Need something to lift the spirits in the midst of this winter’s recurring cold and snow? Looking for a way to make a big difference with a small investment?
Filing state income taxes might not be the first thing that comes to mind as an antidote for the winter blahs, unless one realizes that it offers the chance to help more than 800 species of nongame wildlife, some of them threatened or endangered. Line 21 of the Minnesota income tax form – marked by a loon — provides individuals with an opportunity to invest in the future of nongame wildlife.
When taxpayers designate an amount they would like to donate to the Nongame Wildlife Program, their tax-deductible donations are matched one-to-one by state conservation license plate funds. The Nongame Wildlife Program receives no money from the state’s general fund for its efforts to support a wide range of animals that aren’t hunted — from eagles and loons to turtles and butterflies. It receives no funding from hunting and fishing license fees, lottery proceeds or sales taxes. It relies almost entirely on voluntary donations to support its work.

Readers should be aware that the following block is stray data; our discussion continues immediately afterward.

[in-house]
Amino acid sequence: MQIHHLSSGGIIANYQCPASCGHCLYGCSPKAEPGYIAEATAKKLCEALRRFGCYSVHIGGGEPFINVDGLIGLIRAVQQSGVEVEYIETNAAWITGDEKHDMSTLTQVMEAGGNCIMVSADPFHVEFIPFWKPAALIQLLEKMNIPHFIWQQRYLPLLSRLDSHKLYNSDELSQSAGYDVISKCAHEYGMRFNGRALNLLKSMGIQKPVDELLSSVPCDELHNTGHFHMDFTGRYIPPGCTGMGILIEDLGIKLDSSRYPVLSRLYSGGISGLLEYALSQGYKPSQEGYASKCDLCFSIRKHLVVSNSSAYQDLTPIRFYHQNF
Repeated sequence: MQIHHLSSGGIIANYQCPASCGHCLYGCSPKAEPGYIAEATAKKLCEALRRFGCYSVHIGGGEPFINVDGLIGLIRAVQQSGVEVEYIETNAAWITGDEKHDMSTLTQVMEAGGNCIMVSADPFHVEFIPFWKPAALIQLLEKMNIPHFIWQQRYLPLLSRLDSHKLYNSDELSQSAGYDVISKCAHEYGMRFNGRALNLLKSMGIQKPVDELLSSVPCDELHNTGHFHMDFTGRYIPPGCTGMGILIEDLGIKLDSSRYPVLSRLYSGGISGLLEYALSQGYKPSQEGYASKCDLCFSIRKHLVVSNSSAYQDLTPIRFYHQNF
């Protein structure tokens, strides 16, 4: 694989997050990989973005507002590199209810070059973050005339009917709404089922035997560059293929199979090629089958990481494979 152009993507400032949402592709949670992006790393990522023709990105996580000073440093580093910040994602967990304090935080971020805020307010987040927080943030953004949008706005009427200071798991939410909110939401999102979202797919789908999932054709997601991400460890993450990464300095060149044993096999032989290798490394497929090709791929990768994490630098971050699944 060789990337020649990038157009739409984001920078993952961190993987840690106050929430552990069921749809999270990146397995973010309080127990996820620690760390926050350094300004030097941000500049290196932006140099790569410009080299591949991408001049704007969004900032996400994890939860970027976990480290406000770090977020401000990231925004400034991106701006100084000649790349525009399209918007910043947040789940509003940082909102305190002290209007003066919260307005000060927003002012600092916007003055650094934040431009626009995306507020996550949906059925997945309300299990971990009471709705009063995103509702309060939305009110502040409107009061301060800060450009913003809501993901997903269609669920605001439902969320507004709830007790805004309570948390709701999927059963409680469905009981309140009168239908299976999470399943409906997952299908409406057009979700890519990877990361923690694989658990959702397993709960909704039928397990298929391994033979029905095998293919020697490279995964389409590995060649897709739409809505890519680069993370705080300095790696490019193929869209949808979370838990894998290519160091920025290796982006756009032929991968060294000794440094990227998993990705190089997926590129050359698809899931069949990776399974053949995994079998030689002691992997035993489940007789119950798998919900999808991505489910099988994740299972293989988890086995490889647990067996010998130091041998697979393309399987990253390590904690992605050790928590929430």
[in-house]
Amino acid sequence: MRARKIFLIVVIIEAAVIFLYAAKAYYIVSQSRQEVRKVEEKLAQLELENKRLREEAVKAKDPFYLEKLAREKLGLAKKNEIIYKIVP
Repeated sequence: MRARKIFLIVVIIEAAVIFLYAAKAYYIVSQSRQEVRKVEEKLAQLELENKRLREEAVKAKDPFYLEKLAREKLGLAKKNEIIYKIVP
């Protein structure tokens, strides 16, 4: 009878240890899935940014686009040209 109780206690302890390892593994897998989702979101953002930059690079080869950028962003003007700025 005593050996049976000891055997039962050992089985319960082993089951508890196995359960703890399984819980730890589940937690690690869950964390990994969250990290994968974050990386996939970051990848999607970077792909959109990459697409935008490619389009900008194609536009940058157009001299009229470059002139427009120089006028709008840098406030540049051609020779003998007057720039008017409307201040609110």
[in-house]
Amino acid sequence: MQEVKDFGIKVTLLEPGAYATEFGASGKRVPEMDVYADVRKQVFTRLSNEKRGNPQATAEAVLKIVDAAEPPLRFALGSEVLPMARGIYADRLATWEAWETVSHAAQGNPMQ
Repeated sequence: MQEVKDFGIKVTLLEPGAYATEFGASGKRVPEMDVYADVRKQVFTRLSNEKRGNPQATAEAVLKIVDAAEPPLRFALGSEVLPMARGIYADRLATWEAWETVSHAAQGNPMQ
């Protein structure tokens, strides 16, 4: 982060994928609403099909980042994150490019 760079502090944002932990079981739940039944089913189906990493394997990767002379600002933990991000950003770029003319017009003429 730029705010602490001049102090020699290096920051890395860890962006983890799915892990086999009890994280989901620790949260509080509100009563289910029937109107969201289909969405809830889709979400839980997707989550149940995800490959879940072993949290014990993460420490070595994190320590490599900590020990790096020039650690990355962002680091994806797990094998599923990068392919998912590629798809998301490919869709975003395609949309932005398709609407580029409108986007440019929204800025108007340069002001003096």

That work includes research to understand how creatures fit within functioning ecosystems, managing habitat, and assisting with recovery efforts for rare species. Over the program’s 41-year history, it has played an important role in the recovery of bald eagles, trumpeter swans, eastern bluebirds, peregrine falcons, and many more species. It also provides nature education, including such highly popular features as the DNR EagleCam now in its sixth year of streaming live video from a Twin Cities bald eagle nest.
“The Nongame Wildlife checkoff is a great way to warm one’s spirit on a cold, winter day by helping fund something we all care about,” said DNR Nongame Wildlife Program supervisor Carrol Henderson. “We all want a future where our kids and grandkids will still be able to chase butterflies, listen to frogs and loons on summer nights, watch falcons and eagles — in person or on a webcam. That’s what the Nongame Wildlife Program is all about.”
For more information on the DNR Nongame Wildlife Program, its success stories and ways to volunteer and donate, visit the nongame wildlife page.